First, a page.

Cecal volvulus: A report of two cases occurring after the antegrade colonic enema procedure

E. R. Kokoska, C. D. Herndon, D. E. Carney, M. Lerner, J. L. Grosfeld, R. C. Rink, K. W. West

Research output: Contribution to journalArticle

12 Citations (Scopus)

Abstract

Background Many children with chronic constipation and fecal incontinence have benefited from the antegrade colonic enema (ACE) procedure. Routine antegrade colonic lavage often allows such children to avoid daytime soiling. This report describes 2 children in whom the ACE procedure was complicated by a cecal volvulus. Methods A retrospective review of 164 children with an ACE procedure was conducted. Two instances of cecal volvulus were identified. Results The first child presented with abdominal pain and difficulty intubating the ACE site. Over the subsequent day, his pain worsened, and radiographs depicted a colonic obstruction. At laparotomy, a cecal volvulus resulting in bowel necrosis was observed, and resection of the affected bowel and appendix (in the right lower quadrant) and end ileostomy was required. He subsequently had the stoma closed and a new ACE constructed with a colon flap. The second child presented with shock and evidence of an acute abdomen. At laparotomy, a cecal volvulus was noted, and ileocolic resection including the ACE stoma (located at the umbilicus) and an ileostomy and Hartmann pouch was performed. He had a protracted hospital course requiring ventilator and inotropic support. He currently is well and still has an ileostomy stoma. Conclusions A high index of suspicion for a potentially life-threatening cecal volvulus should be maintained in children undergoing an ACE procedure who present with abdominal pain, evidence of bowel obstruction, or difficulty in advancing the ACE irrigation catheter.

Original languageEnglish
Pages (from-to)916-919
Number of pages4
JournalJournal of Pediatric Surgery
Volume39
Issue number6
DOIs
StatePublished - Jun 2004

Fingerprint

Intestinal Volvulus
Enema
Ileostomy
Laparotomy
Abdominal Pain
Umbilicus
Fecal Incontinence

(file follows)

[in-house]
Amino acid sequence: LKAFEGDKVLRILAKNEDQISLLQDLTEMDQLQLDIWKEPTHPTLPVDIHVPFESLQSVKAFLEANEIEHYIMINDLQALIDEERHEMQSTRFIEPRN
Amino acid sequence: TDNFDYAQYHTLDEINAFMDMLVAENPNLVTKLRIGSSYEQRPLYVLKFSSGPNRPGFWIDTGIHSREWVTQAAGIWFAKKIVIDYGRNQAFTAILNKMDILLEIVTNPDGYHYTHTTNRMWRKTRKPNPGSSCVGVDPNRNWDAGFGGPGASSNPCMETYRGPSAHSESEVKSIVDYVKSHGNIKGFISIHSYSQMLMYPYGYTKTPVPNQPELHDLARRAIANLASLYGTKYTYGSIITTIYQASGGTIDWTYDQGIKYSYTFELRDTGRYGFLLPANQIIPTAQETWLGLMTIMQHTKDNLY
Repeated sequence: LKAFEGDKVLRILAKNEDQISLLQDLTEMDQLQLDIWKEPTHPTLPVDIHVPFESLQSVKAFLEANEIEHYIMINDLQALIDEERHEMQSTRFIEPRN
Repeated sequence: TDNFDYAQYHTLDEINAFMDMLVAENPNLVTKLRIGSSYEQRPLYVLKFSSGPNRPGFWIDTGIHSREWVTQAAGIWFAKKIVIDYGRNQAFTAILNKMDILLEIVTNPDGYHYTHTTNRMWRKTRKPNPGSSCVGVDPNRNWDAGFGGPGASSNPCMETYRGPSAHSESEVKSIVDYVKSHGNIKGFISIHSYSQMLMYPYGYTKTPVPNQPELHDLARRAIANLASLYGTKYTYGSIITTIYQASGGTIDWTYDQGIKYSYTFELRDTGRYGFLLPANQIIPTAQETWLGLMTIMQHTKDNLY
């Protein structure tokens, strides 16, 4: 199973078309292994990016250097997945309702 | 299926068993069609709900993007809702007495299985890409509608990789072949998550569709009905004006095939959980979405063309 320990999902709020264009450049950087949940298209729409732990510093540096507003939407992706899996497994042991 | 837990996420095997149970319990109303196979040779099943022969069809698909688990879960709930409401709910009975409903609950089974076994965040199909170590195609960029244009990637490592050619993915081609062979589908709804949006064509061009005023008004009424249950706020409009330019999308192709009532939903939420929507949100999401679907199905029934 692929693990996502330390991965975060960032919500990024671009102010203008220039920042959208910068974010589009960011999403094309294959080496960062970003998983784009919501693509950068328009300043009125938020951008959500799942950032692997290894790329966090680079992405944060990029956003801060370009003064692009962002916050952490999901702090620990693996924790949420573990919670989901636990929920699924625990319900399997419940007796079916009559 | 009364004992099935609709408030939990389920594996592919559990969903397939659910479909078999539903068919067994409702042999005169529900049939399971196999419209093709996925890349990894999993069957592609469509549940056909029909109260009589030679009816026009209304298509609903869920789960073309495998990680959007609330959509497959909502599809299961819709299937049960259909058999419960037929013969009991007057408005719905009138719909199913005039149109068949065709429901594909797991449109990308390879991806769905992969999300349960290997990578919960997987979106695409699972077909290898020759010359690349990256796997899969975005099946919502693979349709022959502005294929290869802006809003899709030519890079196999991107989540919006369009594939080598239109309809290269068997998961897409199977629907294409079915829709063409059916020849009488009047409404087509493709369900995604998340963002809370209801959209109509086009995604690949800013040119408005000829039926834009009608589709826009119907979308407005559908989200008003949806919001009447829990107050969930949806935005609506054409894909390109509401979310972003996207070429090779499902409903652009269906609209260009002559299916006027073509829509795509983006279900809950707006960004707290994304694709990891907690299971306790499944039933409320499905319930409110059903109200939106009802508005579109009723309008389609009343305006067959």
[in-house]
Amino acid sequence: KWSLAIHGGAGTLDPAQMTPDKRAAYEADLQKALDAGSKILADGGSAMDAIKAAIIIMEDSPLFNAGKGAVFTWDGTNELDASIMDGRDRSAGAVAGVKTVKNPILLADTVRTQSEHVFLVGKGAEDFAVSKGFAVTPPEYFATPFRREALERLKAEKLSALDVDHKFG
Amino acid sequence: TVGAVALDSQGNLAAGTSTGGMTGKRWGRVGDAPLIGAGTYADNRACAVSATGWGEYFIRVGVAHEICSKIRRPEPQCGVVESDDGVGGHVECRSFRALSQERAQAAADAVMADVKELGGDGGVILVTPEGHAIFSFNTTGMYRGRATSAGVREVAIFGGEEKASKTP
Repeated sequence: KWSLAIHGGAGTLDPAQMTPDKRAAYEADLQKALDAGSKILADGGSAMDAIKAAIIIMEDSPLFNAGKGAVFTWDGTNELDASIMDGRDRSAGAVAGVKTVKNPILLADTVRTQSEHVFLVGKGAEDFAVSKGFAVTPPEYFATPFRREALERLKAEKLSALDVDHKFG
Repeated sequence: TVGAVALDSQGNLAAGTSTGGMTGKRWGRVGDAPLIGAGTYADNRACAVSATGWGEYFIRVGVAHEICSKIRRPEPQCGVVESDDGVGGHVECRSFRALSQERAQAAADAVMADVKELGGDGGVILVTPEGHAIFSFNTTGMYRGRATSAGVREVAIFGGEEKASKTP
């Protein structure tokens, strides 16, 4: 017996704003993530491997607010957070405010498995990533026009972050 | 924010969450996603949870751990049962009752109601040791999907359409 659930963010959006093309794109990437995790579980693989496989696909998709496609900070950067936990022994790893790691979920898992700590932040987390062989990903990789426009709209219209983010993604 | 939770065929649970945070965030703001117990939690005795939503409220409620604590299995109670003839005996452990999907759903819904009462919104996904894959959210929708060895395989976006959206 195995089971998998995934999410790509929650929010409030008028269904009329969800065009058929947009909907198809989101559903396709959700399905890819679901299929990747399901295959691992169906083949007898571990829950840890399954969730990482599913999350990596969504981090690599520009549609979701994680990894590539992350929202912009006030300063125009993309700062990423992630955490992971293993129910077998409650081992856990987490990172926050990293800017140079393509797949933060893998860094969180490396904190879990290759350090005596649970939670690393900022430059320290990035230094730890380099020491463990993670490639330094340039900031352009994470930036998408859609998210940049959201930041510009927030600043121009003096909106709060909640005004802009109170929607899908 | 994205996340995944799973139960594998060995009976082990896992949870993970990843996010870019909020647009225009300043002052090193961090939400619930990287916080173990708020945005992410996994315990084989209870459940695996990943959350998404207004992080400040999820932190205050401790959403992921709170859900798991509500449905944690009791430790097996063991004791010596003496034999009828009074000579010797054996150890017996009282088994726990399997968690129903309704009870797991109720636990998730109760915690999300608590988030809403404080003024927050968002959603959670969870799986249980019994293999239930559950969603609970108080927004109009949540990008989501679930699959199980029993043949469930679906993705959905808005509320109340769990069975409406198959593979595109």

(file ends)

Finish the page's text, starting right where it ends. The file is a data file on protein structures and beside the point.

Acute Abdomen
Therapeutic Irrigation
Appendix
Mechanical Ventilators
Constipation
Shock
Colon
Necrosis
Catheters
Pain

Keywords

  • antegrade colonic enema
  • Cecal volvulus
  • constipation

ASJC Scopus subject areas

  • Surgery

Cite this

Kokoska, E. R., Herndon, C. D., Carney, D. E., Lerner, M., Grosfeld, J. L., Rink, R. C., & West, K. W. (2004). Cecal volvulus: A report of two cases occurring after the antegrade colonic enema procedure. Journal of Pediatric Surgery, 39(6), 916-919. https://doi.org/10.1016/j.jpedsurg.2004.02.038

Cecal volvulus : A report of two cases occurring after the antegrade colonic enema procedure. / Kokoska, E. R.; Herndon, C. D.; Carney, D. E.; Lerner, M.; Grosfeld, J. L.; Rink, R. C.; West, K. W.

In: Journal of Pediatric Surgery, Vol. 39, No. 6, 06.2004, p. 916-919.

Research output: Contribution to journalArticle

Kokoska, ER, Herndon, CD, Carney, DE, Lerner, M, Grosfeld, JL, Rink, RC & West, KW 2004, 'Cecal volvulus: A report of two cases occurring after the antegrade colonic enema procedure', Journal of Pediatric Surgery, vol. 39, no. 6, pp. 916-919. https://doi.org/10.1016/j.jpedsurg.2004.02.038
Kokoska, E. R. ; Herndon, C. D. ; Carney, D. E. ; Lerner, M. ; Grosfeld, J. L. ; Rink, R. C. ; West, K. W. / Cecal volvulus : A report of two cases occurring after the antegrade colonic enema procedure. In: Journal of Pediatric Surgery. 2004 ; Vol. 39, No. 6. pp. 916-919.
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AB - Background Many children with chronic constipation and fecal incontinence have benefited from the antegrade colonic enema (ACE) procedure. Routine antegrade colonic lavage often allows such children to avoid daytime soiling. This report describes 2 children in whom the ACE procedure was complicated by a cecal volvulus. Methods A retrospective review of 164 children with an ACE procedure was conducted. Two instances of cecal volvulus were identified. Results The first child presented with abdominal pain and difficulty intubating the ACE site. Over the subsequent day, his pain worsened, and radiographs depicted a colonic obstruction. At laparotomy, a cecal volvulus resulting in bowel necrosis was observed, and resection of the affected bowel and appendix (in the right lower quadrant) and end ileostomy was required. He subsequently had the stoma closed and a new ACE constructed with a colon flap. The second child presented with shock and evidence of an acute abdomen. At laparotomy, a cecal volvulus was noted, and ileocolic resection including the ACE stoma (located at the umbilicus) and an ileostomy and Hartmann pouch was performed. He had a protracted hospital course requiring ventilator and inotropic support. He currently is well and still has an ileostomy stoma. Conclusions A high index of suspicion for a potentially life-threatening cecal volvulus should be maintained in children undergoing an ACE procedure who present with abdominal pain, evidence of bowel obstruction, or difficulty in advancing the ACE irrigation catheter.

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